Role of the fatty acid transporter CD36 in the therapeutic resistance of HER2-positive breast cancer
September 30 @ 12:00 pm - 1:00 pm
Manabu Kurokawa, PhD
Kent State University
Fatty acids (FAs) play essential roles in cancer metabolism for signal transduction, energy production, and membrane biogenesis. In general, cancer cells acquire FAs from exogenous sources, mediated by the FA transporter CD36, and/or endogenously through de novo lipogenesis involving FA synthase (FASN). High levels of FASN expression are associated with poor prognosis in various cancers, including breast cancer. In turn, FASN inhibition can induce apoptosis in cancer cells. While the functional significance of FASN in cancer metabolism has been extensively studied, the role of CD36 in cancer progression remains poorly understood. Here we show that, during acquisition of resistance to HER2 inhibition, metabolic rewiring of breast cancer cells favors reliance on exogenous FA uptake over de novo FA synthesis. Through cDNA microarray analysis, we identify the FA transporter CD36 as a critical gene upregulated in cells with acquired resistance to the HER2 inhibitor lapatinib. Accordingly, resistant cells exhibit increased exogenous FA uptake and metabolic plasticity. Genetic or pharmacological inhibition of CD36 suppresses the growth of lapatinib-resistant but not lapatinib-sensitive cells in vitro and in vivo. Deletion of Cd36 in mammary tissues of MMTV-neu mice significantly attenuates tumorigenesis. In breast cancer patients, CD36 expression increases following anti-HER2 therapy, which correlates with a poor prognosis. Our results define CD36-mediated metabolic rewiring as an essential survival mechanism in HER2-positive breast cancer.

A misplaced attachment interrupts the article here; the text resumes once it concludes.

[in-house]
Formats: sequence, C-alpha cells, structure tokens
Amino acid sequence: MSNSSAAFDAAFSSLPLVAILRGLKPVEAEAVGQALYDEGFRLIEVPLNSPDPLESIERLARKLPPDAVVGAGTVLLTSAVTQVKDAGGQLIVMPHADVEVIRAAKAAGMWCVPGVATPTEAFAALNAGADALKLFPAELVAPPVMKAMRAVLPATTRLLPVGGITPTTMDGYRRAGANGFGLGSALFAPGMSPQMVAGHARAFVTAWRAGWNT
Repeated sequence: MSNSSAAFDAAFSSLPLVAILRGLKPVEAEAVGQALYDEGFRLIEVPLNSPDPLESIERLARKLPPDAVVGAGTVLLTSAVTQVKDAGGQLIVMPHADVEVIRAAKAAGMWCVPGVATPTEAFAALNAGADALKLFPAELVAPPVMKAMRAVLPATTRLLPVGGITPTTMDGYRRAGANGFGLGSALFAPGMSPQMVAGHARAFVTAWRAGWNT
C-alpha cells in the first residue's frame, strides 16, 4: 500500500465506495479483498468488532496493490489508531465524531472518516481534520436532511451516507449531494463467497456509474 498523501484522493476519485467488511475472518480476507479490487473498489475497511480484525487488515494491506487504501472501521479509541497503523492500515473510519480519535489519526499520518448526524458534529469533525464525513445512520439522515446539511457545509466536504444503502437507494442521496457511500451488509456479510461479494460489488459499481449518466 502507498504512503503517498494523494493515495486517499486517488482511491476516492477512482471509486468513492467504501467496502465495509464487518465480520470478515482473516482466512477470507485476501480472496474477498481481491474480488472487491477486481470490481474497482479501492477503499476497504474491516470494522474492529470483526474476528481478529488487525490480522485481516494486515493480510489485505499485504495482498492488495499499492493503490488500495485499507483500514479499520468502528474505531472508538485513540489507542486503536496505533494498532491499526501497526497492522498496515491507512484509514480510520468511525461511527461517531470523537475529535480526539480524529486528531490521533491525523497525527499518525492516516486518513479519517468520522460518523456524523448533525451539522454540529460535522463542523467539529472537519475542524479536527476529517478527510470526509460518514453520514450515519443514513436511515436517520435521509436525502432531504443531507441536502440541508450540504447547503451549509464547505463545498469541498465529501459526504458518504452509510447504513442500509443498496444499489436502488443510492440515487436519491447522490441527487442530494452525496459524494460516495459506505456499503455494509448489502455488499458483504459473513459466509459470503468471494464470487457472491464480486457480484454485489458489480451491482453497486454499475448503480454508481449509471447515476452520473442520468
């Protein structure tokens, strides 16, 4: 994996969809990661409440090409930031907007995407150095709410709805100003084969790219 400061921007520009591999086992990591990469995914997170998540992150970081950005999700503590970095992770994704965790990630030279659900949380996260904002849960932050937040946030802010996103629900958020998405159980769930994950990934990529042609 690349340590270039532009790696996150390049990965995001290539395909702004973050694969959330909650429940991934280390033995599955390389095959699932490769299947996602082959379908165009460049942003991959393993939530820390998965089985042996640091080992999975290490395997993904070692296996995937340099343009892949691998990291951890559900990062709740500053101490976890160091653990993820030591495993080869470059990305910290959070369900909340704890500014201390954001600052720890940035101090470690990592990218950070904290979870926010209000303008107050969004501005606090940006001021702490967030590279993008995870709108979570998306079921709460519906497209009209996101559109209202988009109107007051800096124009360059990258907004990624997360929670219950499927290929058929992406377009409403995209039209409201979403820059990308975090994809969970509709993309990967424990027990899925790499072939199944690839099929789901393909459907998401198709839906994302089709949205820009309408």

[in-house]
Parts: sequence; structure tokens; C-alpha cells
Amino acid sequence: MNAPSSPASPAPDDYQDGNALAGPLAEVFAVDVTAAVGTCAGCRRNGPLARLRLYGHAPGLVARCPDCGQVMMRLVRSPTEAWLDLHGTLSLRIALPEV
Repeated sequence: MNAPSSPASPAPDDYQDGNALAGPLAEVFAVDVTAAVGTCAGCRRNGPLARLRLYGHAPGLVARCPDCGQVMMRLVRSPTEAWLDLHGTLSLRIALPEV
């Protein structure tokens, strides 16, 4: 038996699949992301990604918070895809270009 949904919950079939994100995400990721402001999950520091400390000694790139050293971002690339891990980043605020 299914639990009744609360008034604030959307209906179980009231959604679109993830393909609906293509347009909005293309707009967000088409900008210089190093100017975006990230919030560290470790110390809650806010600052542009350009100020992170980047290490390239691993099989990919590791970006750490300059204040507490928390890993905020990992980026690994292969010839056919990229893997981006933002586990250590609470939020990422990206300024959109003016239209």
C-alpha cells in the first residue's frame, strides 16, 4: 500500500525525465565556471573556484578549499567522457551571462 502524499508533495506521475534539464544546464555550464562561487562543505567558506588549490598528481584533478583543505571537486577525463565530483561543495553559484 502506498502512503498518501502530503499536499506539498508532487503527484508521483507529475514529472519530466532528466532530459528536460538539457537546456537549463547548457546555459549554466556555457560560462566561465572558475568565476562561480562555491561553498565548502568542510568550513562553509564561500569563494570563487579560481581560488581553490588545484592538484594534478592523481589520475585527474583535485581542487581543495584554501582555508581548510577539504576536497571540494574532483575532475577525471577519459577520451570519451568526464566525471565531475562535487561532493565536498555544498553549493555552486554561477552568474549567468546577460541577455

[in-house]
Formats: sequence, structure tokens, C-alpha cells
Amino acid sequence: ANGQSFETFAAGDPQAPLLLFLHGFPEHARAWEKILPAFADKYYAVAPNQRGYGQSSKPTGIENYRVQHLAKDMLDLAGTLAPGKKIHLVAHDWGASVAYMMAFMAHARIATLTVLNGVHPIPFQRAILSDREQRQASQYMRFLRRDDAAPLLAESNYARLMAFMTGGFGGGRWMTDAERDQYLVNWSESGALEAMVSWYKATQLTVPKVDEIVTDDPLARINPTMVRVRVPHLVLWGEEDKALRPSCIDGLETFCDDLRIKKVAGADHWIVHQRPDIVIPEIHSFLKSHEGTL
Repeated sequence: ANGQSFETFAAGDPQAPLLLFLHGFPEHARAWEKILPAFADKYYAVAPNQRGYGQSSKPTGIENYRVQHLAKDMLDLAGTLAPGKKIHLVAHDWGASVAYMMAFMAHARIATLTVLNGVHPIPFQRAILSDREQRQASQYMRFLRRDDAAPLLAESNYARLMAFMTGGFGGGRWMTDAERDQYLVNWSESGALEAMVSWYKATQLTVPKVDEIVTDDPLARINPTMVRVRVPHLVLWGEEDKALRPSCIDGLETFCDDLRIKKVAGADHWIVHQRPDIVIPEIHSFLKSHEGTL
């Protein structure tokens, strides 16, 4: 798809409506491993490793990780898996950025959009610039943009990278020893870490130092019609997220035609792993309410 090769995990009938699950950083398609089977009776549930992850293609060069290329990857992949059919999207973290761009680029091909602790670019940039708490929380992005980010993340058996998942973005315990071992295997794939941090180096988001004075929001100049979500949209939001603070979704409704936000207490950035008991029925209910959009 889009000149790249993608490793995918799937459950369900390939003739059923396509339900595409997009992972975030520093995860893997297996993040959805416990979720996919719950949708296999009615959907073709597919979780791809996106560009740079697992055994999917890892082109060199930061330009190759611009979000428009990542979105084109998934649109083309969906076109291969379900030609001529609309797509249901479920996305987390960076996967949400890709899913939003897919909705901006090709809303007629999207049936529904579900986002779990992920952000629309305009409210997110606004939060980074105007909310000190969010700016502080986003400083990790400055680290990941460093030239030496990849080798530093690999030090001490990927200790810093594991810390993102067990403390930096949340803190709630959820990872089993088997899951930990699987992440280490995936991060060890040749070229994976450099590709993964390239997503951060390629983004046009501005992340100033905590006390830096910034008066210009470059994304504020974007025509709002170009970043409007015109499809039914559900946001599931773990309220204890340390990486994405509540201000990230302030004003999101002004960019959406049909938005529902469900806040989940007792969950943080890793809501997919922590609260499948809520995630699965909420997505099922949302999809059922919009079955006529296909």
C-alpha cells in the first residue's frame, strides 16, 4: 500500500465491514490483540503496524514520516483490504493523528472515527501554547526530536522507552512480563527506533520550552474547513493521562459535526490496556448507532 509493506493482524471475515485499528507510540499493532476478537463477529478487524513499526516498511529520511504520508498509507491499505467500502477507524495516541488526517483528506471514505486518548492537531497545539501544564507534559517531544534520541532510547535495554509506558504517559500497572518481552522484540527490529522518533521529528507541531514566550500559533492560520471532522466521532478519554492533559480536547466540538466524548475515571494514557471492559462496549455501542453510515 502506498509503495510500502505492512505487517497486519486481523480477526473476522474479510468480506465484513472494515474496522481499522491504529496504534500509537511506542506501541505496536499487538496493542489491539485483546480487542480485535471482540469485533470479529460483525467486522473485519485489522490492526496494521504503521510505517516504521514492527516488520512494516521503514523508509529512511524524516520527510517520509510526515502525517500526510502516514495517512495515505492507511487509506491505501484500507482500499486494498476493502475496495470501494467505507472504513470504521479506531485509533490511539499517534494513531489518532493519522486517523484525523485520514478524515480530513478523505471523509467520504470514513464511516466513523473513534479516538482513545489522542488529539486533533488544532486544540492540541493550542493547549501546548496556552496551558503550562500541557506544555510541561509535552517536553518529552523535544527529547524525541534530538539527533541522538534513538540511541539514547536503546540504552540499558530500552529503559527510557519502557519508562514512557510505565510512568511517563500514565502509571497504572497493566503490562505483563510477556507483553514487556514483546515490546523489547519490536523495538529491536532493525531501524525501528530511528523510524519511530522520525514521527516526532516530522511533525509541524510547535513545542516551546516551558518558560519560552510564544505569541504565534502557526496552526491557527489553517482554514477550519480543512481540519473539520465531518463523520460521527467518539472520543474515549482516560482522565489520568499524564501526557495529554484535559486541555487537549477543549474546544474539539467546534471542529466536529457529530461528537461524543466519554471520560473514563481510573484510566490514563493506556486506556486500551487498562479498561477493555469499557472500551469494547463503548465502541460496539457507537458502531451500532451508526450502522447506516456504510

Meeting ID: 913 9620 9834